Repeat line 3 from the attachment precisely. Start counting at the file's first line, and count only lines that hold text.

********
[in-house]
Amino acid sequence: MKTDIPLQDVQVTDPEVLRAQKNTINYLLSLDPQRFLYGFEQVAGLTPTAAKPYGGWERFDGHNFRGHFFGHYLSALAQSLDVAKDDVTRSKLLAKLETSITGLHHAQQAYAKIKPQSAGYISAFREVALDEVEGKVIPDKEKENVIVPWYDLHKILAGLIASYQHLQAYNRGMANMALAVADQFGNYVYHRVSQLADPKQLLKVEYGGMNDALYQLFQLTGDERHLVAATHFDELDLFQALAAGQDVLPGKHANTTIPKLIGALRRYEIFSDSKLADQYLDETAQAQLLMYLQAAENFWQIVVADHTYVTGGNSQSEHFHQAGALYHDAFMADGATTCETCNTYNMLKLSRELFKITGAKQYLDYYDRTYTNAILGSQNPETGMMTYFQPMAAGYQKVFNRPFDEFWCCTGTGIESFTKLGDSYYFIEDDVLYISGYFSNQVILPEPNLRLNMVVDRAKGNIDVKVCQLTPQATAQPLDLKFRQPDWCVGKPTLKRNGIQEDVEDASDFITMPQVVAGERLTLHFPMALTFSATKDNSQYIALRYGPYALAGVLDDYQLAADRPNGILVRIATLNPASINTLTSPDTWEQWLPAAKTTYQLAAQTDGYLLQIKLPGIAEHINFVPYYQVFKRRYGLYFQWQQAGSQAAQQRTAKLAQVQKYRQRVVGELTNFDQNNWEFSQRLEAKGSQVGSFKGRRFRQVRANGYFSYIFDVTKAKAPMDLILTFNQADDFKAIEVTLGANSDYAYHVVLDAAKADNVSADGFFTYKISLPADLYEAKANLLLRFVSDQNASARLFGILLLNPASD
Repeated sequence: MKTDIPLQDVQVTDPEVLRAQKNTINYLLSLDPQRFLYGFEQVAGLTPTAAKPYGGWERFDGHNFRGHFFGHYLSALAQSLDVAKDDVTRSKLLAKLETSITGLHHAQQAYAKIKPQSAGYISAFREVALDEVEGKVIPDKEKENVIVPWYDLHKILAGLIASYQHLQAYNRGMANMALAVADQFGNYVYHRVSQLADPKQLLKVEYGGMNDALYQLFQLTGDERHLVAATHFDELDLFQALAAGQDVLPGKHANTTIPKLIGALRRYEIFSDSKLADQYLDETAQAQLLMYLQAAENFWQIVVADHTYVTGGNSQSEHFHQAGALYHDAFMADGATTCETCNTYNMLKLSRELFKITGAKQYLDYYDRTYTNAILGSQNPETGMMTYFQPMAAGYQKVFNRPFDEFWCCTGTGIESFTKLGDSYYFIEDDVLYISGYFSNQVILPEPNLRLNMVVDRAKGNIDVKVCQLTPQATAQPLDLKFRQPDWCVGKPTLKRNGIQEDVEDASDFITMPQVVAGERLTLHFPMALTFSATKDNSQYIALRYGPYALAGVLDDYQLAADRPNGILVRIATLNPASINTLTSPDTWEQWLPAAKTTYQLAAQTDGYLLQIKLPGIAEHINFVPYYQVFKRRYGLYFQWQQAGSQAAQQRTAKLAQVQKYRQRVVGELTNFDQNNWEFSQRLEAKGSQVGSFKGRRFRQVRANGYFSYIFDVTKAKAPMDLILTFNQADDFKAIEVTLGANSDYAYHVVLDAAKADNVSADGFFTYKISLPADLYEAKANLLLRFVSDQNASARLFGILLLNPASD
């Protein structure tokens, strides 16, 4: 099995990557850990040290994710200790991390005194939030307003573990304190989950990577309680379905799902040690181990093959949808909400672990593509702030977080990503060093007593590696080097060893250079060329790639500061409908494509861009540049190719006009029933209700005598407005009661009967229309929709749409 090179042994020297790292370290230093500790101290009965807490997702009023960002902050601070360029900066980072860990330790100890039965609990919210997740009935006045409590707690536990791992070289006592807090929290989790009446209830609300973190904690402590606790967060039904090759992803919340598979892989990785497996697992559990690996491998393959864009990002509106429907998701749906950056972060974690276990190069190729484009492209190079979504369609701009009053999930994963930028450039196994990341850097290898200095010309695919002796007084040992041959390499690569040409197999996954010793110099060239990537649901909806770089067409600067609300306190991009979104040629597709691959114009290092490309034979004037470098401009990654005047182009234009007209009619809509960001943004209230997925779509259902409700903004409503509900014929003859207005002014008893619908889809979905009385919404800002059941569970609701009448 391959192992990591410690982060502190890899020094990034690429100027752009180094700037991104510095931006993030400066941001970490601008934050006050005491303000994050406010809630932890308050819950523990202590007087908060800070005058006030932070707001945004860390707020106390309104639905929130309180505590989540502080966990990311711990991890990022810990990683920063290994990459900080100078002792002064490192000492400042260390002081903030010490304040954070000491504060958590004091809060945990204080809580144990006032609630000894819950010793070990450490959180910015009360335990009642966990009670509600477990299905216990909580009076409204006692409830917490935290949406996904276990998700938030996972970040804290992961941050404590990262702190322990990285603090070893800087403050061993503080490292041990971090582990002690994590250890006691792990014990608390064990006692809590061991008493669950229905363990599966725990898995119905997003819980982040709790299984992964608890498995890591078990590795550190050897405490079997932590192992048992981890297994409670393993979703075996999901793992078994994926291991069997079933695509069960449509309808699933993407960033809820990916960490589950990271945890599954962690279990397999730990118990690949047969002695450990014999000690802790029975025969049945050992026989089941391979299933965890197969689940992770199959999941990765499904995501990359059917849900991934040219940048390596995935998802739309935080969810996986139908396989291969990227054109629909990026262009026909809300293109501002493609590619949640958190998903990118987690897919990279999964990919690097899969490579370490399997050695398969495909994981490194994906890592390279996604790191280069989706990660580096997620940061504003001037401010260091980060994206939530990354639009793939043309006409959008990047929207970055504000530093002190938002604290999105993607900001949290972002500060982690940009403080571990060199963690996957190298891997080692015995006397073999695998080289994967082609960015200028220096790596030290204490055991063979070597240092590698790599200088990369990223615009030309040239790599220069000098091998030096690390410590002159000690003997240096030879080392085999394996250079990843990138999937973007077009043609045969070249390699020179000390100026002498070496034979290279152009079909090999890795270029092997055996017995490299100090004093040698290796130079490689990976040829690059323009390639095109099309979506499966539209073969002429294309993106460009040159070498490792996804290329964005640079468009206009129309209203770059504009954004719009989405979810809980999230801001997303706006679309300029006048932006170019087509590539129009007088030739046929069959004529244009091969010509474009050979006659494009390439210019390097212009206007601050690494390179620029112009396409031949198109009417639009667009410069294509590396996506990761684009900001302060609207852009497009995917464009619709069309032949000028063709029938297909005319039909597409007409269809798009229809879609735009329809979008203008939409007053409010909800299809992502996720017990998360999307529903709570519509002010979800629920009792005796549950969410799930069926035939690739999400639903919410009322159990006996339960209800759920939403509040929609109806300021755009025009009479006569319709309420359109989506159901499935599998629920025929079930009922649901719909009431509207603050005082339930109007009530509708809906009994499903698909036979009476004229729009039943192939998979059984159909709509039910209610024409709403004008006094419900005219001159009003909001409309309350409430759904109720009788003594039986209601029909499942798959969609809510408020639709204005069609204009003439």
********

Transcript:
Repeated sequence: MKTDIPLQDVQVTDPEVLRAQKNTINYLLSLDPQRFLYGFEQVAGLTPTAAKPYGGWERFDGHNFRGHFFGHYLSALAQSLDVAKDDVTRSKLLAKLETSITGLHHAQQAYAKIKPQSAGYISAFREVALDEVEGKVIPDKEKENVIVPWYDLHKILAGLIASYQHLQAYNRGMANMALAVADQFGNYVYHRVSQLADPKQLLKVEYGGMNDALYQLFQLTGDERHLVAATHFDELDLFQALAAGQDVLPGKHANTTIPKLIGALRRYEIFSDSKLADQYLDETAQAQLLMYLQAAENFWQIVVADHTYVTGGNSQSEHFHQAGALYHDAFMADGATTCETCNTYNMLKLSRELFKITGAKQYLDYYDRTYTNAILGSQNPETGMMTYFQPMAAGYQKVFNRPFDEFWCCTGTGIESFTKLGDSYYFIEDDVLYISGYFSNQVILPEPNLRLNMVVDRAKGNIDVKVCQLTPQATAQPLDLKFRQPDWCVGKPTLKRNGIQEDVEDASDFITMPQVVAGERLTLHFPMALTFSATKDNSQYIALRYGPYALAGVLDDYQLAADRPNGILVRIATLNPASINTLTSPDTWEQWLPAAKTTYQLAAQTDGYLLQIKLPGIAEHINFVPYYQVFKRRYGLYFQWQQAGSQAAQQRTAKLAQVQKYRQRVVGELTNFDQNNWEFSQRLEAKGSQVGSFKGRRFRQVRANGYFSYIFDVTKAKAPMDLILTFNQADDFKAIEVTLGANSDYAYHVVLDAAKADNVSADGFFTYKISLPADLYEAKANLLLRFVSDQNASARLFGILLLNPASD